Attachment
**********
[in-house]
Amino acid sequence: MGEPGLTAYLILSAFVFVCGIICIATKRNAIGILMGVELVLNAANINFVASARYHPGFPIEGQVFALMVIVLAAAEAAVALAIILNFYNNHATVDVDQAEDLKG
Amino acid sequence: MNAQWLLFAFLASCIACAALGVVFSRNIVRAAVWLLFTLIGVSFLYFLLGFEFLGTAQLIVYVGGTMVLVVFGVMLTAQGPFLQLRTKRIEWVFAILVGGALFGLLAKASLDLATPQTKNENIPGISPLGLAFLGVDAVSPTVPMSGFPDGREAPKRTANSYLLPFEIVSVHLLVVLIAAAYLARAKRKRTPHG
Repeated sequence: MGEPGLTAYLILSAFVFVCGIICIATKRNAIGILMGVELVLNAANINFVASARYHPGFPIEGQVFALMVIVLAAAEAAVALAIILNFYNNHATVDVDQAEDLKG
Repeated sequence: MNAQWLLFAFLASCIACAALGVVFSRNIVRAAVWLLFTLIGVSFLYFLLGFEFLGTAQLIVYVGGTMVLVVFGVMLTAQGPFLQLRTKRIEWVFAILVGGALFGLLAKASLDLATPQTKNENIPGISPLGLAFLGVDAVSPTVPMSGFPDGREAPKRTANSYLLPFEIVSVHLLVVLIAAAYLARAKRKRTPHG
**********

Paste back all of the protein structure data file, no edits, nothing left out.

[in-house]
Amino acid sequence: MGEPGLTAYLILSAFVFVCGIICIATKRNAIGILMGVELVLNAANINFVASARYHPGFPIEGQVFALMVIVLAAAEAAVALAIILNFYNNHATVDVDQAEDLKG
Amino acid sequence: MNAQWLLFAFLASCIACAALGVVFSRNIVRAAVWLLFTLIGVSFLYFLLGFEFLGTAQLIVYVGGTMVLVVFGVMLTAQGPFLQLRTKRIEWVFAILVGGALFGLLAKASLDLATPQTKNENIPGISPLGLAFLGVDAVSPTVPMSGFPDGREAPKRTANSYLLPFEIVSVHLLVVLIAAAYLARAKRKRTPHG
Repeated sequence: MGEPGLTAYLILSAFVFVCGIICIATKRNAIGILMGVELVLNAANINFVASARYHPGFPIEGQVFALMVIVLAAAEAAVALAIILNFYNNHATVDVDQAEDLKG
Repeated sequence: MNAQWLLFAFLASCIACAALGVVFSRNIVRAAVWLLFTLIGVSFLYFLLGFEFLGTAQLIVYVGGTMVLVVFGVMLTAQGPFLQLRTKRIEWVFAILVGGALFGLLAKASLDLATPQTKNENIPGISPLGLAFLGVDAVSPTVPMSGFPDGREAPKRTANSYLLPFEIVSVHLLVVLIAAAYLARAKRKRTPHG